Who is Your Leper?

By: Sr. Clare Hunter

I wonder if he flinched. The disfigured man, not Pope Francis. From the first moment I took in the image, I’ve wondered how long it had been since that man – whose name we now know, Vinicio Riva – had someone embrace him with love. Had the absence of touch, of years of embarrassment, the voice inside that repeats the mantra, “you cannot be loveable like this,” made him cringe at the Pope’s embrace? Maybe he can’t even touch his own face. In a recent interview, Mr. Riva shares with the world the pain of his experience living with this disease, and of his encounter with Pope Francis. How many of us, without such a disease, can identify with Mr. Riva? How many of us feel the same about some aspect of our bodies, our memories, our wounds, ourselves? How many of us have quietly asked ourselves, could I embrace that man?

Pope Francis' General Audience

Like many, I immediately thought of the pope’s patron, St. Francis, and his famous conversion experience in “kissing the leper.” It always stuns me that of all the profound divine experiences St. Francis had, the one he recounts on his deathbed for the brothers, for all the world to remember, is his conversion through lepers. The saint actually heard the voice of God tell him exactly what to do: “Go rebuild my Church!” How many of us beg God for a direct mission statement? He received the gift of the Stigmata, the wounds of Christ, his flesh pierced by rays emanating from a heavenly seraphic figure. Legends of miracles abound. Honestly, those are the ones I’d want to remember. But of all the encounters with the divine, the experience he recounts over and over is the miracle of loving and caring for lepers, without repulsion, horror and fear. How often St. Francis recalled, “The Lord gave me, Brother Francis, thus to begin doing penance in this way: for when I was in sin, it seemed too bitter for me to see lepers. And the Lord Himself led me among them and I showed mercy to them. And when I left them, what had seemed bitter to me was turned into sweetness of soul and body.”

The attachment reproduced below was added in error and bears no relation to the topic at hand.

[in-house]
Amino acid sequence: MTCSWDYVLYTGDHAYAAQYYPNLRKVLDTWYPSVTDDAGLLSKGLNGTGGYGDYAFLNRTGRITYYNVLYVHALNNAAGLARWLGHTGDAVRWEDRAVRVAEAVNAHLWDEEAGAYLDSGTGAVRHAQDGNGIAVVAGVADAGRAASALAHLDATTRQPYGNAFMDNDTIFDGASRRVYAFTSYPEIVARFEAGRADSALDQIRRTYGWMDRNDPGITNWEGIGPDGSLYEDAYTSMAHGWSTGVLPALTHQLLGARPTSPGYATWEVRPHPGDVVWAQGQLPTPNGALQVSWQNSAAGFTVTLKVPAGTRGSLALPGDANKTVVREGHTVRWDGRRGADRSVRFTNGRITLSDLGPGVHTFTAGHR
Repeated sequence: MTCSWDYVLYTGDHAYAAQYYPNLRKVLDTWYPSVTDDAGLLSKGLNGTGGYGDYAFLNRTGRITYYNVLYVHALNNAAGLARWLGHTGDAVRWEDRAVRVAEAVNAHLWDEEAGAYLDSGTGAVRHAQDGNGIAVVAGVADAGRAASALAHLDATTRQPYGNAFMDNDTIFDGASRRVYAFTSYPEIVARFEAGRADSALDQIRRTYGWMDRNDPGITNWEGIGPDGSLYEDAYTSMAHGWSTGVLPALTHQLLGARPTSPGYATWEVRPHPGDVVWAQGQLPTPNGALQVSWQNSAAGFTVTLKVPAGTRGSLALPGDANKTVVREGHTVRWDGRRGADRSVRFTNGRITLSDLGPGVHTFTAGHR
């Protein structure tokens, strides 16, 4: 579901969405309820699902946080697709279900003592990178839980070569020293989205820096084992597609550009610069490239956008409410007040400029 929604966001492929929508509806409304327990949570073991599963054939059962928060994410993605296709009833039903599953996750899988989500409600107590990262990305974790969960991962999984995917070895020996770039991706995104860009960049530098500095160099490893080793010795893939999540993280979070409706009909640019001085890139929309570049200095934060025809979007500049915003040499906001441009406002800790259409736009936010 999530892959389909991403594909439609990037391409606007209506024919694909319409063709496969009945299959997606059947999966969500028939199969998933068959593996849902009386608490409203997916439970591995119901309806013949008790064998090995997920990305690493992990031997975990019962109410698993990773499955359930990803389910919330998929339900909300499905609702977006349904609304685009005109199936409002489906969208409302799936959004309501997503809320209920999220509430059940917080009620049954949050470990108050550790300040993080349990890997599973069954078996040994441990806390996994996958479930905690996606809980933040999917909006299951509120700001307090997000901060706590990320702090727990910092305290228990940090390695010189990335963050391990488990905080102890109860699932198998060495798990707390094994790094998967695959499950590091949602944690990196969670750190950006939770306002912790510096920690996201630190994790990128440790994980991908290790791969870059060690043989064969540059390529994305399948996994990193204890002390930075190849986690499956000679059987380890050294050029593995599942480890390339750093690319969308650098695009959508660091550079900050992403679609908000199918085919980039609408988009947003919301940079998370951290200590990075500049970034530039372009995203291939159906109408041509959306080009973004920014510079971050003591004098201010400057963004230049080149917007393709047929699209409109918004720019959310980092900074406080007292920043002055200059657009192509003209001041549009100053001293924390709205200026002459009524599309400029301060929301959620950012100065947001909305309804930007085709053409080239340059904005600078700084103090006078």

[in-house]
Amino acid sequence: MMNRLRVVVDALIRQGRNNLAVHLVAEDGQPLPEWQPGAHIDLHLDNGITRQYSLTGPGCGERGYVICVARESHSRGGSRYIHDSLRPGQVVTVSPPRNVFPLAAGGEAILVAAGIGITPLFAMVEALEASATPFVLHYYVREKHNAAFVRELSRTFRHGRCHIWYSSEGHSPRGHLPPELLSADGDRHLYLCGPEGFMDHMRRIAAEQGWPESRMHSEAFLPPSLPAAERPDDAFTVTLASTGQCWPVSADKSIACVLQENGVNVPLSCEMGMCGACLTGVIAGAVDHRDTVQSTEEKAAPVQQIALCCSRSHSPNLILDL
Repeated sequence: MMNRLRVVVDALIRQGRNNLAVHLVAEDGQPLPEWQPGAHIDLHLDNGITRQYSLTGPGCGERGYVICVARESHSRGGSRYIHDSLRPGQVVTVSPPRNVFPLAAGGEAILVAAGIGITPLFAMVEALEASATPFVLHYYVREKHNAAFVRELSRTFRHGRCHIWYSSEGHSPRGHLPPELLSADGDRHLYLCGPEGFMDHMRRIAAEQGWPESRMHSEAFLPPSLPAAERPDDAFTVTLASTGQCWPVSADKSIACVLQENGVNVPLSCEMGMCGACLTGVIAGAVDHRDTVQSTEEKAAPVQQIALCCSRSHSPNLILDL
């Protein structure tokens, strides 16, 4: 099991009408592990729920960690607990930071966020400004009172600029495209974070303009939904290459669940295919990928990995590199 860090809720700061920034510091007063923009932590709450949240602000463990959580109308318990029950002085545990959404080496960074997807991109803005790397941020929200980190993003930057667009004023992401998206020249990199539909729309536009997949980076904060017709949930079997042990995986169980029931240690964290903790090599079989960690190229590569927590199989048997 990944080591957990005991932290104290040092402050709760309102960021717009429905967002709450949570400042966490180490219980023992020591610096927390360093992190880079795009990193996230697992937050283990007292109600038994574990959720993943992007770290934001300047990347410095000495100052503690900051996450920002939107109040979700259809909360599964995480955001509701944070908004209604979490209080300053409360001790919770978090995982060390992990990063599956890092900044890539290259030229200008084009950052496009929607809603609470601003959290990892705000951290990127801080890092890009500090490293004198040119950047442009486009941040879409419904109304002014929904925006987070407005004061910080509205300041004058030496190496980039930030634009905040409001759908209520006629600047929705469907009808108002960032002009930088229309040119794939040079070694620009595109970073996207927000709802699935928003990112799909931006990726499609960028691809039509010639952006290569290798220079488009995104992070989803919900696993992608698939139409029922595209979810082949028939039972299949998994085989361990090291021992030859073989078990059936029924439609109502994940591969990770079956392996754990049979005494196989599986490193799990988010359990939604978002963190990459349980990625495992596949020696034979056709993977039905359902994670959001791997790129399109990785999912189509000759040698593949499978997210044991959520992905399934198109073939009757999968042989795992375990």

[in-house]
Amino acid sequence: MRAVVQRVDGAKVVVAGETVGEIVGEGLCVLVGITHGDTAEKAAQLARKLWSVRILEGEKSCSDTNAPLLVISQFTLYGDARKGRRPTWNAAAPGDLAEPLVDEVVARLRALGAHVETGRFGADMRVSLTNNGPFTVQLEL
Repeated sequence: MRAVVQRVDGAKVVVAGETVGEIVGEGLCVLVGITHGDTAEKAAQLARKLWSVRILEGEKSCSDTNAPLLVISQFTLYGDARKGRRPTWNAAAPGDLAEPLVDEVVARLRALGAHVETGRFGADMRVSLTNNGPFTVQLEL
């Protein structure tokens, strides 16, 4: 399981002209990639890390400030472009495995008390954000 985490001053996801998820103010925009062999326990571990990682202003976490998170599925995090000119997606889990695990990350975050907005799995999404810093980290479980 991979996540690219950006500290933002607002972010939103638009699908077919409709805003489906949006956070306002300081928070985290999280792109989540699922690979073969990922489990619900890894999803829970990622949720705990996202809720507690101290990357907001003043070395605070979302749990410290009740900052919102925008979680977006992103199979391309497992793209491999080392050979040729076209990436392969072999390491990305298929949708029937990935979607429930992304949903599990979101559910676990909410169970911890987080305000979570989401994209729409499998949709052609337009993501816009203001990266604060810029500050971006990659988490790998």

Fr. Augustine Thompson, O.P., the author of Francis of Assisi: A New Biography, shed a bit more light for me on this intimate encounter. As we see in the words of St. Francis, his work with the lepers is enmeshed with his own sense of his sin, penance, and mercy. Fr. Thompson confirms that Francis had a lifelong fear of disfigurement and lack of beauty, including nightmares as a child, which was deeply rooted in his own sin of vanity. For most of us, the rotting flesh, stench and missing body parts would understandably explain the repulsive reaction. This is true for St. Francis, yet it goes so much deeper, as he knew it was his sin of vanity that was blocking his ability to truly love the lepers. Those individual men and women that he could barely be near reminded him of his own spiritual disfigurement. Before God, Francis saw himself as a leper, rotting and stinking in sin. The miracle of his repulsion turning into “sweetness of soul and body,” freed him from his prison of self-loathing. His openness to God’s mercy mirrored the mercy he had shown the lepers, which allowed him, as the legend recounts, to run and kiss a leper begging along the road.

And so I pose the question: “Who is your leper?” What about those in our lives who repulse, annoy, or cause such an emotional response in us that we cannot even be civil, let alone loving. Are they reminding us of what we cannot accept in ourselves, our own sinful nature, so much so that we distance ourselves even more from them, and from God? For St. Francis, it was his deep desire for union with God and imitation of Christ that urged him to care for lepers, in spite of his feelings. His fidelity to Christ allowed for his conversion. Maybe we should all print that picture of Pope Francis and the Mr. Riva and take this opportunity to ask ourselves how much we love God? Are we imitating Christ? Are we ready to order our lives so that we can be free to “kiss our lepers?”

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